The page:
Around the World

Posted: August 3rd, 2012 | Author: | Filed under: Around the World | Tags: , , , , , , , , , , , , , , | Comments Off on Around the World

South Korea hits 100% mark in wireless broadband

The Organization for Economic Cooperation and Development (OECD) has found that South Korea is the first country to surpass 100% penetration for wireless broadband, with 100.6 subscriptions for every 100 inhabitants. To reach this conclusion, OECD analysed the standard mobile phone high-speed wireless Internet and data-only wireless Internet subscriptions. Additionally, the agency looked at its own data, which was based on the rate of high-speed Internet access versus the South Korean population.

The OECD is comprised of 34 countries, and based on the organisation’s metrics, the average domestic penetration percentage for high-Internet mobile wireless is 54.3%. Of this, Sweden comes in a close second to South Korea at 98 wireless broadband subscriptions per 100 inhabitants. The United States rated 76.1 followed by Finland at 87.8 and Japan at 82.4. Of the additional OECM member countries, the lower end included Mexico, at 7.7, Turkey at 8.9 and Hungary at 12.9.

The Guardian…
Superfast broadband will be available in 90% of UK by 2015, says Ed Vaizey

Britain’s culture minister Ed Vaizey has said that 90% of the country will have access to extremely fast broadband by the year 2015. The government is working to install an infrastructure that would both ensure the service’s longevity and enable consumers who want to connect to a “really, really fast” network to upgrade, if they choose.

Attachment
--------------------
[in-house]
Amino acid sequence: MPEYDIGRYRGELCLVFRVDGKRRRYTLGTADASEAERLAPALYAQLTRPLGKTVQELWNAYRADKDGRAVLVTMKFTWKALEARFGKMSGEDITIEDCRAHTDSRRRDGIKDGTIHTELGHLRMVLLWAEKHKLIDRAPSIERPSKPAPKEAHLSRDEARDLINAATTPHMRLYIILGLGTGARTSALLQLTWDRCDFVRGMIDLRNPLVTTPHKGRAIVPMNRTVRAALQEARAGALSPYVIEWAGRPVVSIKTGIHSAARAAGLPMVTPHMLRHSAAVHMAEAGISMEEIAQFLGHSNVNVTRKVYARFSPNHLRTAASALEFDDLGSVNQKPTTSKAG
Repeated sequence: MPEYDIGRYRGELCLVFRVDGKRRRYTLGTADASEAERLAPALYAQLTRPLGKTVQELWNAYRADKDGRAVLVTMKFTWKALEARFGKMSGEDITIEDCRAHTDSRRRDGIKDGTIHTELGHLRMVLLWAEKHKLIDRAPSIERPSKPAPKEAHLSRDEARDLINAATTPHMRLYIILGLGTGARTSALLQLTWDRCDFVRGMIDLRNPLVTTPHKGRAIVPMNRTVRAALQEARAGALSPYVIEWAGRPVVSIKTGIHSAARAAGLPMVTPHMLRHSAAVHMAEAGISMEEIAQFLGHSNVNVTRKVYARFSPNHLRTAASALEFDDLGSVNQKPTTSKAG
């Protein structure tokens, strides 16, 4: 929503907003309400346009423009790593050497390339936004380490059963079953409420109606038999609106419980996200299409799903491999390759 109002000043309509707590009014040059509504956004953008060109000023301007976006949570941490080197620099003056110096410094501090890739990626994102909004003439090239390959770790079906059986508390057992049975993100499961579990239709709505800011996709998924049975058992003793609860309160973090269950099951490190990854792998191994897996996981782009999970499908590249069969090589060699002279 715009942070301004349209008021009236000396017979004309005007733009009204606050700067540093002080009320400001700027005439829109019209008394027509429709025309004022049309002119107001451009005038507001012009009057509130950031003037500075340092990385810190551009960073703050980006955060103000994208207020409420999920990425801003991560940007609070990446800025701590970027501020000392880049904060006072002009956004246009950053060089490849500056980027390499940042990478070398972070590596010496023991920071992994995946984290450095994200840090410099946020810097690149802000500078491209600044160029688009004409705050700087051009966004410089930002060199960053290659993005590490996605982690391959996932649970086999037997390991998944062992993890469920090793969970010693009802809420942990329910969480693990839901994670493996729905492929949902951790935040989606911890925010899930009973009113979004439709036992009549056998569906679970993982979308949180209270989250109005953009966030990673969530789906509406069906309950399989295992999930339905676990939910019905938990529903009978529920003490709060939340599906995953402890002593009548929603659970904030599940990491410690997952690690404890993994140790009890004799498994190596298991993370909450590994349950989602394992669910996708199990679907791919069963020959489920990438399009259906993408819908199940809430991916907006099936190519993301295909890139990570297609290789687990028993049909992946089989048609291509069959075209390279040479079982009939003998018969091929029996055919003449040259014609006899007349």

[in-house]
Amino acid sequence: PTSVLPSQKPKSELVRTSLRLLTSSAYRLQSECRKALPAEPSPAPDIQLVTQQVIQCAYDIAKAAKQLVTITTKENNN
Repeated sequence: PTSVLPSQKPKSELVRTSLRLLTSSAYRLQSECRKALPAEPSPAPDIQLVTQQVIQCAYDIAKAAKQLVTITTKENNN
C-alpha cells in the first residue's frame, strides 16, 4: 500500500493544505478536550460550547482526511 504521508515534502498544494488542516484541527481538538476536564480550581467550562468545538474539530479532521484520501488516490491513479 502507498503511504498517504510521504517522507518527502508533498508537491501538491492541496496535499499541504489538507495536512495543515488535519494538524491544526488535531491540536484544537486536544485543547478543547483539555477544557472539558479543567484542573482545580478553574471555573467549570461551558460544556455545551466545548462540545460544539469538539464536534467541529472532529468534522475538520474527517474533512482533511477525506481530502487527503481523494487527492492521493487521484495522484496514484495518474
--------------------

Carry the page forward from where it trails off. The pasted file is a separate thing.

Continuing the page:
Vaizey stated that when it comes to the speed of the network, “… most people define [superfast broadband] around the 35 megabits a second (Mbps) speed but we have said that 100% of the country should have access to 2Mbps. To put that in context, for example, if you want to watch the iPlayer on your computer you would need about 1-1.5Mbps.” To support this endeavor, a total of £1.2 billion has been dedicated to the project, plus additional funding for pockets of cities where broadband connection is poor.

However, a recent report by the House of Lords warned that the government’s broadband policy should shift its focus from delivering speed, and instead emphasise greater access through a national broadband network. After a six-month investigation, the committee concluded Britain would need a better overall broadband network in order to keep up with future technologies. It has raised concerns about Britain’s network, and the possibility of expanding the gap between those communities with fast Internet access and those without.

FierceBroadbandWireless and GigaOM…
ABI: Mobile data traffic growth to plummet below 50% after 2015
Mobile data growth rate to decrease by 2015? Doubtful.